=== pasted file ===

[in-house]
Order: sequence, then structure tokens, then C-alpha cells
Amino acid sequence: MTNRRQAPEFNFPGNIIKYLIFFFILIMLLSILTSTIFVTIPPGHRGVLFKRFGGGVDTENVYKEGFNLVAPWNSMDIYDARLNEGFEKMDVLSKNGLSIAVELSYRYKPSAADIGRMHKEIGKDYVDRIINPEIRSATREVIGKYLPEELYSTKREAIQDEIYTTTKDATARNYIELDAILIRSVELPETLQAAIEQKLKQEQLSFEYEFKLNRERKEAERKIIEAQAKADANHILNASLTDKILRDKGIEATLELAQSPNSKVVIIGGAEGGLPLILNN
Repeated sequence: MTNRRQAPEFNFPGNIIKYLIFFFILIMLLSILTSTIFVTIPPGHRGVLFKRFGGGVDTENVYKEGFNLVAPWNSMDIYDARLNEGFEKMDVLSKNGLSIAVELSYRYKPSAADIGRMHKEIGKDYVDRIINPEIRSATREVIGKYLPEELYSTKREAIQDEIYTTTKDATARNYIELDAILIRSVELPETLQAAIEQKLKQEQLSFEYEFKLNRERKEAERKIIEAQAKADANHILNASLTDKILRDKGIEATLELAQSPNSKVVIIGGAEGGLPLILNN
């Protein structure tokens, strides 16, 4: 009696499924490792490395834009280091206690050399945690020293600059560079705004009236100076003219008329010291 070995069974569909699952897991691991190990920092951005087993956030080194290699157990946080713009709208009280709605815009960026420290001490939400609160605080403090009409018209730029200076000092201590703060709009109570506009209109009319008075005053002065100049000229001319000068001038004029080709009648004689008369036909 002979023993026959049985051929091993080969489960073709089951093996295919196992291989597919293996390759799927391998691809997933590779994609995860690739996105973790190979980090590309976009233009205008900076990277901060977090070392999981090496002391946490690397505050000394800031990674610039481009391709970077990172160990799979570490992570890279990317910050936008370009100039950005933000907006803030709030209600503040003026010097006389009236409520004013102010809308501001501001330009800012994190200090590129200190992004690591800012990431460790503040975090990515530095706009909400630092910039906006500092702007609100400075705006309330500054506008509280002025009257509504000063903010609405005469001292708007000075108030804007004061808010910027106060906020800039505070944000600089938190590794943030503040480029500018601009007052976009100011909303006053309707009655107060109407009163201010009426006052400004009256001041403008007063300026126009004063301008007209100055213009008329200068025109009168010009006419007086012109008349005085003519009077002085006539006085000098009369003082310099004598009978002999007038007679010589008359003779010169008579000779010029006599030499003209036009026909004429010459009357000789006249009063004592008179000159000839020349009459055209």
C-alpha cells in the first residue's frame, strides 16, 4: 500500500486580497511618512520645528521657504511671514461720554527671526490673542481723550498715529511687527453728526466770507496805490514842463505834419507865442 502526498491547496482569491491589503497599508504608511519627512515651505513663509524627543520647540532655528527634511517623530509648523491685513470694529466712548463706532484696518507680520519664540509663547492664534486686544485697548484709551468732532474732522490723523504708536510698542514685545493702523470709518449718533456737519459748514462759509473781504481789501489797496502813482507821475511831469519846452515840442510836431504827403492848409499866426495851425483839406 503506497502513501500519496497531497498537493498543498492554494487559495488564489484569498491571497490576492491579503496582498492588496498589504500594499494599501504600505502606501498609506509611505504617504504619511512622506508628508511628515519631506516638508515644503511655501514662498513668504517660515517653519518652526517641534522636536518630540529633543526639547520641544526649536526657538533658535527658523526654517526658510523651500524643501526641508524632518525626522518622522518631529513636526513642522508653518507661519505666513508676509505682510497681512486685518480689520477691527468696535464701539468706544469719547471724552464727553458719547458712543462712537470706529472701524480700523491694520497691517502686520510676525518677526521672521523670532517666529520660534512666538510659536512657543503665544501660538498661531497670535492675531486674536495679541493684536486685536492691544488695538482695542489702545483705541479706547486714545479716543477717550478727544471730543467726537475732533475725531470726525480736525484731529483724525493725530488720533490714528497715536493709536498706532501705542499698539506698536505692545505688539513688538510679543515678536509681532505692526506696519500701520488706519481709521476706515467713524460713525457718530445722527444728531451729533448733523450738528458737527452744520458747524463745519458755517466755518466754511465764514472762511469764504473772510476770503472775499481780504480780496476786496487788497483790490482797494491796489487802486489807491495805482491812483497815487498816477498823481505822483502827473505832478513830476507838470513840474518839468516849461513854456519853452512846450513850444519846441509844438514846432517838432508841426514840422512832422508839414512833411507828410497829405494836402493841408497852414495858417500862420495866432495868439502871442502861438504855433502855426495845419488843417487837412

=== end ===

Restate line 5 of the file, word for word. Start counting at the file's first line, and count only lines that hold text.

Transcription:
């Protein structure tokens, strides 16, 4: 009696499924490792490395834009280091206690050399945690020293600059560079705004009236100076003219008329010291 070995069974569909699952897991691991190990920092951005087993956030080194290699157990946080713009709208009280709605815009960026420290001490939400609160605080403090009409018209730029200076000092201590703060709009109570506009209109009319008075005053002065100049000229001319000068001038004029080709009648004689008369036909 002979023993026959049985051929091993080969489960073709089951093996295919196992291989597919293996390759799927391998691809997933590779994609995860690739996105973790190979980090590309976009233009205008900076990277901060977090070392999981090496002391946490690397505050000394800031990674610039481009391709970077990172160990799979570490992570890279990317910050936008370009100039950005933000907006803030709030209600503040003026010097006389009236409520004013102010809308501001501001330009800012994190200090590129200190992004690591800012990431460790503040975090990515530095706009909400630092910039906006500092702007609100400075705006309330500054506008509280002025009257509504000063903010609405005469001292708007000075108030804007004061808010910027106060906020800039505070944000600089938190590794943030503040480029500018601009007052976009100011909303006053309707009655107060109407009163201010009426006052400004009256001041403008007063300026126009004063301008007209100055213009008329200068025109009168010009006419007086012109008349005085003519009077002085006539006085000098009369003082310099004598009978002999007038007679010589008359003779010169008579000779010029006599030499003209036009026909004429010459009357000789006249009063004592008179000159000839020349009459055209």